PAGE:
4839.0 - Patient Experiences in Australia: Summary of Findings, 2018-19 Quality Declaration 
Latest ISSUE Released at 11:30 AM (CANBERRA TIME) 12/11/2019   
   Page tools: Print Print Page Print all pages in this productPrint All RSS Feed RSS Bookmark and Share Search this Product

Key Findings

The Patient Experience Survey collected information from people aged 15 years and over about their experiences with selected health services for their own health in the last 12 months.

Health Service Use:

  • General Practitioners (GPs) were the most common health service professionals seen. More than eight in ten people (82.8%) saw a GP, followed by dental professionals (49.0%) and medical specialists (35.5%). These rates have decreased since last year (84.3%, 50.1% and 37.4% respectively).
  • Of people who needed to see a health professional, more than one in six people (17.6%) delayed seeing or did not see a dental professional due to cost compared to 7.7% for a medical specialist and 3.4% for a GP.

General Practitioners:
  • Of people who needed to see a GP, only 22.8% delayed seeing or did not see one at least once, the lowest rate in six years. This was a decrease of 16.5% since last year (27.3%).
  • Of these people, only 3.4% delayed seeing or did not see a GP at least once due to cost. People aged 15 to 24 years (3.7%) were more likely to delay seeing or not see a GP due to cost than those aged 65 years and over (0.9%).

After Hours GP Care:
  • One in fourteen people (7.2%) saw an after hours GP, the lowest rate in six years.
  • Of those who needed to and saw an after hours GP, the type of clinic most visited was a regular General Practice clinic (44.3%), followed by home visits (22.6%) and late night clinics (21.7%). The rate for home visits decreased by 18.1% since last year (27.6%).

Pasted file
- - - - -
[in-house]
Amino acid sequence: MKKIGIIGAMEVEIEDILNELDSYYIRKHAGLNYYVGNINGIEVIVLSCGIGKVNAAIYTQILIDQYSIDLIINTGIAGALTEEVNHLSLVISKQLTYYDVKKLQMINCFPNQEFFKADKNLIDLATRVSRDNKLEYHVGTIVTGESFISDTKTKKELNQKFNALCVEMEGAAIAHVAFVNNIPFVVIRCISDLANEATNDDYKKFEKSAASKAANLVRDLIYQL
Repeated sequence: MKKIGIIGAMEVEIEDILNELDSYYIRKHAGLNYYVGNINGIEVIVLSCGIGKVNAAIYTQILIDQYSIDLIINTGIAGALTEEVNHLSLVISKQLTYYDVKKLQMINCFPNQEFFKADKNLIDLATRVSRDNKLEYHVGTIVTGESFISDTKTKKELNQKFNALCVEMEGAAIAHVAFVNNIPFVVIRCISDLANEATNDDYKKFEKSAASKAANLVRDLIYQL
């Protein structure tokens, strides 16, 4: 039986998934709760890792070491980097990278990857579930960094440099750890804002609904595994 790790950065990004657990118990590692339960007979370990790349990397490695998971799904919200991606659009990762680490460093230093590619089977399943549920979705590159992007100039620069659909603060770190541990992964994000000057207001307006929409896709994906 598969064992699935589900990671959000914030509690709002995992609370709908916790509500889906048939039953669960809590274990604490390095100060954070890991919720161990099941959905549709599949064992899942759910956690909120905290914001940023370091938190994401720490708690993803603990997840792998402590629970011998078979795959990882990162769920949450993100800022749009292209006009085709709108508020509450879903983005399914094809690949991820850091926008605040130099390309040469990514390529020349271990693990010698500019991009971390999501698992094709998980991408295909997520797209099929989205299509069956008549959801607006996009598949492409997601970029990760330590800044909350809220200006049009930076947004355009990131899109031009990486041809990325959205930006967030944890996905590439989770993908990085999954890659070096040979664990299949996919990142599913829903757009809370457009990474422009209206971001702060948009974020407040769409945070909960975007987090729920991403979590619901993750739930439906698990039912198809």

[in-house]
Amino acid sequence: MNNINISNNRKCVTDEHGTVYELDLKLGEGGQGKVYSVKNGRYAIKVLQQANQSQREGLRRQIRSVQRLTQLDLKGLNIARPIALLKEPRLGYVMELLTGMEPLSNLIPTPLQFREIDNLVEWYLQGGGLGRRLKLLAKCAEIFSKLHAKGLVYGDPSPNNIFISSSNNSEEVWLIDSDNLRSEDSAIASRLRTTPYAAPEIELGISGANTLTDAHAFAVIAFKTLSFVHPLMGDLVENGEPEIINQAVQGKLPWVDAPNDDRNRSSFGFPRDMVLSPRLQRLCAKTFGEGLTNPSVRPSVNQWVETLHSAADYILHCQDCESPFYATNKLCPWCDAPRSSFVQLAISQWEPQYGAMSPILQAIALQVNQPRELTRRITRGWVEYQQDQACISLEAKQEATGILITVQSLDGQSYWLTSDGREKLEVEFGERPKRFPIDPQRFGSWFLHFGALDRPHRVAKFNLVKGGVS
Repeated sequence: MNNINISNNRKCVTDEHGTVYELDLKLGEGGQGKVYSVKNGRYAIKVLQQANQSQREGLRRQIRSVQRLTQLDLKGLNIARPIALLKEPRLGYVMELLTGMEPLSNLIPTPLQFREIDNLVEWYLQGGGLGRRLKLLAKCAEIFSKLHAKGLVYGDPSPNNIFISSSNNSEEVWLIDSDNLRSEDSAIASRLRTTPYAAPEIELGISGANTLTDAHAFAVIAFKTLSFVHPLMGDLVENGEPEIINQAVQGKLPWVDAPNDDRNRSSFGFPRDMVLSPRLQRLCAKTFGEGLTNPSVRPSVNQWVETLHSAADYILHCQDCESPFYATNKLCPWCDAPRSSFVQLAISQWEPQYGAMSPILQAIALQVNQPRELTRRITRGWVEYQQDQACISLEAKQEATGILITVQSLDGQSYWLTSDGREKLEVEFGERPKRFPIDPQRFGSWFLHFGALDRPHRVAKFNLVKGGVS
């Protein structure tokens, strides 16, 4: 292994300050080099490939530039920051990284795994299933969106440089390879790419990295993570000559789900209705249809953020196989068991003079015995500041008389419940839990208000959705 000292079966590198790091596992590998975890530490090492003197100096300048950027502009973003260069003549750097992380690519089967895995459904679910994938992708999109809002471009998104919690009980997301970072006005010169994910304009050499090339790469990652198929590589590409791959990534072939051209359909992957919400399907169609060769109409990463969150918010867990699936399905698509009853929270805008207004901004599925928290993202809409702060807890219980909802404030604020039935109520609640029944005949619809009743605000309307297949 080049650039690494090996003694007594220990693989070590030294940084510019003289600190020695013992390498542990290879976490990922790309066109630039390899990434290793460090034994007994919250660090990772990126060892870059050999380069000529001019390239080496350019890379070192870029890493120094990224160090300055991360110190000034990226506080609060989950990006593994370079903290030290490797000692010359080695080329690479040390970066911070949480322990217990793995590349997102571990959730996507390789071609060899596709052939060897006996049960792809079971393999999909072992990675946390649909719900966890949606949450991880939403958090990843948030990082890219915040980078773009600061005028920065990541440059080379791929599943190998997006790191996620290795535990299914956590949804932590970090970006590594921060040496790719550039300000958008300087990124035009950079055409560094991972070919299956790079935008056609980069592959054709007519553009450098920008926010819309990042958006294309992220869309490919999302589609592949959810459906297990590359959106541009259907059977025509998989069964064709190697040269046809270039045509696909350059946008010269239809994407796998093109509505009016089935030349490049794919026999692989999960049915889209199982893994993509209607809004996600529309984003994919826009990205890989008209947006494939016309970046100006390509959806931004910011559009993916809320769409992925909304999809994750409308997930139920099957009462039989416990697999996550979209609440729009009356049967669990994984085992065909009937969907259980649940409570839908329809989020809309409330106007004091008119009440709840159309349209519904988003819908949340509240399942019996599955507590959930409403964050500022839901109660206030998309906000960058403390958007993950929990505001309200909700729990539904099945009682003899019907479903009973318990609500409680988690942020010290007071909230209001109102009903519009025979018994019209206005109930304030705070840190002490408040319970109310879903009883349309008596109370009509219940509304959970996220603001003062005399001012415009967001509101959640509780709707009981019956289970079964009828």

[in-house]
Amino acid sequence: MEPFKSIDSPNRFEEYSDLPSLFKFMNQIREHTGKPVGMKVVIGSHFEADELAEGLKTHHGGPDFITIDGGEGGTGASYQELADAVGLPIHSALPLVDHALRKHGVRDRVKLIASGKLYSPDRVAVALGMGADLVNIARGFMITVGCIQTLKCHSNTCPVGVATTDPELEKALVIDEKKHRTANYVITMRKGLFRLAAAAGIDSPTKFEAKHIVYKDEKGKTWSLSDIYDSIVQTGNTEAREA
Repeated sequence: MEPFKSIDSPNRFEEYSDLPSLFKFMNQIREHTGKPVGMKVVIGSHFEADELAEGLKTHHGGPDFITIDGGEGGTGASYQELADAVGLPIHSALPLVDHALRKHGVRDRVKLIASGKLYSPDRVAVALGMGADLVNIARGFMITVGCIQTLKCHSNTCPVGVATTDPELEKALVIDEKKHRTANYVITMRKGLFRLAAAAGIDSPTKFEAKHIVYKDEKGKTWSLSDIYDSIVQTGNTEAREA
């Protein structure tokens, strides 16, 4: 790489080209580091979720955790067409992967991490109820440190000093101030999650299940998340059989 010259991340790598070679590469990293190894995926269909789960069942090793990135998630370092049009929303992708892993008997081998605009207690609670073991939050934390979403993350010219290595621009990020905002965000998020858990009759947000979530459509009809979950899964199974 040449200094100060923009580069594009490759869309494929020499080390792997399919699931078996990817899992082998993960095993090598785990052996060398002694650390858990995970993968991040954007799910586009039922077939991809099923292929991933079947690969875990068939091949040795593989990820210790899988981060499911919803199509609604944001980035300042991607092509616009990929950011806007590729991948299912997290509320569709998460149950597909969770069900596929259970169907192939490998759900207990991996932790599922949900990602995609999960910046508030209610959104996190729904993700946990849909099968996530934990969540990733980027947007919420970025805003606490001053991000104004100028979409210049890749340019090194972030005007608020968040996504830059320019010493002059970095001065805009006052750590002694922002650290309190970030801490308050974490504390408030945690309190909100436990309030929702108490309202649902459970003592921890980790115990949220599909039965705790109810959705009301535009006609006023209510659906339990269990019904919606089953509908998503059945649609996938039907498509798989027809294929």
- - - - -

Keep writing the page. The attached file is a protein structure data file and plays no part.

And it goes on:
Prescribed Medication:
  • More than two thirds of people (67.4%) had received a prescription for medication from a GP. This was a decrease of 3.3% since last year (69.7%).
  • Of those who needed a prescription for medication, people living in areas of most socio-economic disadvantage (9.7%) were more likely to delay getting or not get prescribed medication due to cost than those living in areas of least disadvantage (4.1%).

Medical Specialists:
  • Of those who needed to and saw a medical specialist, 29.6% saw a medical specialist four or more times. People who rated their health as fair or poor (47.3%) were twice as likely to see a medical specialist on four or more occasions than those who rated their health as excellent, very good or good (23.7%).
  • Of those who saw a medical specialist, 23.5% waited longer than they felt acceptable to get an appointment. This was an increase of 8.8% since last year (21.6%).

Dental Professionals:
  • Of people who needed to see a dental professional, 28.2% delayed seeing or did not see one at least once. This was a decrease of 7.2% since last year (30.4%).
  • Of those who needed to see a dental professional, 17.6% delayed seeing or did not see one at least once due to cost. People living in areas of most socio-economic disadvantage (24.3%) were more than twice as likely to delay seeing or not see a dental professional due to cost than those living in areas of least disadvantage (11.4%).

Hospital Admissions and Emergency Department Visits:
  • More than one in eight people (13.8% or 2.7 million) visited a hospital emergency department (ED) for their own health. This rate was similar to last year (14.3%).
  • Of people who visited an ED, 20.5% reported a GP was not available when required. People living in outer regional, remote or very remote areas (29.5%) were more likely to report visiting an ED because a GP was not available when required than those living in major cities (17.8%).

Private Health Insurance:
  • More than half (56.9%) of people had some form of private health insurance. This rate was the same as last year.
  • People aged 35 years and over (59.6%) were more likely to have some form of private health insurance than those aged 15 to 34 years (51.6%). These rates were similar to last year (59.9% and 51.2% respectively).

Coordination of Health Care:
  • More than one in seven people (15.1% or 3.0 million) saw three or more health professionals for the same condition. This was a decrease of 11.2% since last year (17.0%).
  • People living in outer regional, remote or very remote areas (17.9%) were more likely to report issues caused by a lack of communication between health professionals than those living in major cities (13.1%).